Hoping to take your brand position to the next level this year or gain a competitive advantage in your sector? This guide showcases expert advice from James Williams, Wonga Online’s Head of Marketing, to set you up for success.

Williams leads the marketing division at the online loan provider, which involves managing an international team of marketing colleagues and collaborating with partners and agencies, as well as strategic marketing planning and brand management.

Tip One: Don’t Disregard the Basic Principles of Great Marketing

Trends emerge all the time, and while it can be a great opportunity to set your business apart, if you lose sight of the fundamentals, you could be heading for disaster. Cast your mind back to your marketing studies, and you’ll recall the four P’s:

  • Product
  • Price
  • Place
  • Promotion

No matter the focus of your marketing campaign, the demographic or deliverables, all of these factors need to be in place to achieve good results.

Even if you have a loyal clientele, if your pricing is uncompetitive, or if your product doesn’t meet the needs of your customer base, you aren’t going to see any upticks in revenue or profitability because your focus may not align with what your audience wants to see.

Personalisation could be added to that list as a 5th ‘P’ – the more attentive, customised and targeted your campaigns, the more your viewers will relate to the content you show them, so never go for generic media, which can come across as disinterested or irrelevant to the recipient. If you need a recap on the marketing principles there’s a great summary over on Investopedia that we recommend checking out.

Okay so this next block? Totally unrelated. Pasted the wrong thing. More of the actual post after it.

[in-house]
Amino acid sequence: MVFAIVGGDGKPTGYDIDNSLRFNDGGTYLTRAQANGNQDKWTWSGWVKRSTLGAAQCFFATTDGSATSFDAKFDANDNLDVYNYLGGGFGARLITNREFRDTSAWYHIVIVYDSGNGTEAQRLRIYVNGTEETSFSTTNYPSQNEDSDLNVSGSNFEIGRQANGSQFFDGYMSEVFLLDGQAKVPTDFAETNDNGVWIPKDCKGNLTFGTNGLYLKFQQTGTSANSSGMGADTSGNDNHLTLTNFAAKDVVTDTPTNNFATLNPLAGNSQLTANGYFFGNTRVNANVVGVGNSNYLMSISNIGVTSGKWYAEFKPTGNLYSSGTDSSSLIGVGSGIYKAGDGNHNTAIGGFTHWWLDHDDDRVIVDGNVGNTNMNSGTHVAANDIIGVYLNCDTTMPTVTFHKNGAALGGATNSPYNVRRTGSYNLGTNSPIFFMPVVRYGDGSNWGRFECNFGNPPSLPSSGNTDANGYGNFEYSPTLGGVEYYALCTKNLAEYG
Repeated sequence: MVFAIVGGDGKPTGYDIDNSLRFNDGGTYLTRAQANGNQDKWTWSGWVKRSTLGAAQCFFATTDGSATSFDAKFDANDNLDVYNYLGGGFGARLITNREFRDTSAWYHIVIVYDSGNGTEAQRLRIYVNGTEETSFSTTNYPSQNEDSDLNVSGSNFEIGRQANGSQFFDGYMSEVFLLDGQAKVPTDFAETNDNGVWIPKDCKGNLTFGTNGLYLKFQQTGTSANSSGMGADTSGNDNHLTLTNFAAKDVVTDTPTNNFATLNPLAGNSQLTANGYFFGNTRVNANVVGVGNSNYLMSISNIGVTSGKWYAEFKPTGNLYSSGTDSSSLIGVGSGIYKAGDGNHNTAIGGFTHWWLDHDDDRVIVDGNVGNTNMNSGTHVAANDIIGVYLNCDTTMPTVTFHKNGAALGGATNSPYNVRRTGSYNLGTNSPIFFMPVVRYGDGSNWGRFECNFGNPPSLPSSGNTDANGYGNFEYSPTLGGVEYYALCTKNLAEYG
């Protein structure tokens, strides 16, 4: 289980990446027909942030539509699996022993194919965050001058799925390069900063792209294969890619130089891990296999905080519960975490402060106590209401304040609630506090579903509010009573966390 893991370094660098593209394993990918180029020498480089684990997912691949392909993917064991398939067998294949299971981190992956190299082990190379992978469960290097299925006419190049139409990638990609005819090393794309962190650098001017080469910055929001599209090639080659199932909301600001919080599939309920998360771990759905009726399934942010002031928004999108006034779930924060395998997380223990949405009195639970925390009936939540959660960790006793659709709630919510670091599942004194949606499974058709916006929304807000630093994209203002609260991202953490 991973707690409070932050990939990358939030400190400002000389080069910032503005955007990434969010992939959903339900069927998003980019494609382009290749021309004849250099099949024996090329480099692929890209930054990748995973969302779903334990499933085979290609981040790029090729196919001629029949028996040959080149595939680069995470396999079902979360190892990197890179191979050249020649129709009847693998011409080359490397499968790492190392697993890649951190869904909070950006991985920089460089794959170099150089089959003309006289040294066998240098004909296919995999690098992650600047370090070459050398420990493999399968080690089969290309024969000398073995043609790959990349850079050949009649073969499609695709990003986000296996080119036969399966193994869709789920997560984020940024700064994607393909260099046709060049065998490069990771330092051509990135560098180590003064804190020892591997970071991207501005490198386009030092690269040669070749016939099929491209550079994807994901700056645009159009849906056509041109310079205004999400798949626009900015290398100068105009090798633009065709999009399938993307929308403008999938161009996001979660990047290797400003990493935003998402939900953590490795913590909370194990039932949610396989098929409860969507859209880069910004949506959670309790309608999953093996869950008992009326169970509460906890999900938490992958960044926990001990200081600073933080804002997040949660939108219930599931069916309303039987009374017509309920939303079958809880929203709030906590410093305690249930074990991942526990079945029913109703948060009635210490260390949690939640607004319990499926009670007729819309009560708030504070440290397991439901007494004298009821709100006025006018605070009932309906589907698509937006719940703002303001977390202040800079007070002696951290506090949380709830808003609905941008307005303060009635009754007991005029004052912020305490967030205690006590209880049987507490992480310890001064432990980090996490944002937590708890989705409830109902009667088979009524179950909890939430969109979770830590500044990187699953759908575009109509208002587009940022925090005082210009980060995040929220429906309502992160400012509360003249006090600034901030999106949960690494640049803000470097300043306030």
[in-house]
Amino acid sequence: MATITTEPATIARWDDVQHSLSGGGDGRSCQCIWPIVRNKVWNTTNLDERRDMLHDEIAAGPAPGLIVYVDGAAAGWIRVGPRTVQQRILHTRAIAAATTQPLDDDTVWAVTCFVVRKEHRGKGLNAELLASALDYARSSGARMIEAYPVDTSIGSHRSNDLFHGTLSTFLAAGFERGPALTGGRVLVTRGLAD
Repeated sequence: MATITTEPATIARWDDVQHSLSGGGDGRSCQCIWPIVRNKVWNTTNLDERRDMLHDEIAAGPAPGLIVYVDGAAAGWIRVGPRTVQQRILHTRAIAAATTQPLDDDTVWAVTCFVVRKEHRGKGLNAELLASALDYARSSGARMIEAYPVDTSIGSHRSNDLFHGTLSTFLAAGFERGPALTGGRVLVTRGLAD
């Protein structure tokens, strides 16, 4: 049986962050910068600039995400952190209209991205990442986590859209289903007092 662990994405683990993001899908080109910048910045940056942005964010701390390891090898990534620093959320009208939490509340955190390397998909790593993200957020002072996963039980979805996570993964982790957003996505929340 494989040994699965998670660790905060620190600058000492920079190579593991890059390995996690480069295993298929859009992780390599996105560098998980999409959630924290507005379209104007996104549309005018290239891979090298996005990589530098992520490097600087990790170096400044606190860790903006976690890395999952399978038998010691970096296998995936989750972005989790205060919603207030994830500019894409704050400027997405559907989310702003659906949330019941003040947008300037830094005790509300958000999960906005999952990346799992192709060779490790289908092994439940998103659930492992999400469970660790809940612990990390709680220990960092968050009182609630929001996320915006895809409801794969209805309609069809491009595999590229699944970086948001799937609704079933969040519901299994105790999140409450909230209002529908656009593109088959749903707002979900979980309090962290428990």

Tip Two: Monitor Your Key Brand Competitors

Staying in your own lane doesn’t apply in business because if you’re behind the times or haven’t noticed a competitor creeping up and nabbing some of your market share, it might be too late to respond.

Examples include tracking keyword placement, brand positioning, promotions and new launch events. Getting on top is one thing, staying there is quite another, so make sure you’re committing research time to broader market analysis to see if there are areas where you can increase your activities and continue to scale.

Tip Three: Engage in Active Reputation Management

Customers rely on third-party data as social proof rather than depending on marketing materials to help them make informed decisions about the brands they choose to do business with.

In fact, Boast reports that 63% of shoppers will buy something because the product includes reviews and ratings. Regardless of how amazing your reputation is now, it’s your responsibility to maintain that status with your customers and keep proactively putting time and effort into maintaining positive engagement and dialogues.

Never assume that a good standing will tide you over – you need to work on outreach, asking customer opinions, responding to issues, and monitoring things like product ratings to analyse whether there are any problems you can resolve.

Remember – good press and bad press can both give you exposure, but dealing with any challenges in a transparent and upfront way can turn a negative into a positive and pay dividends in long-term brand perceptions.


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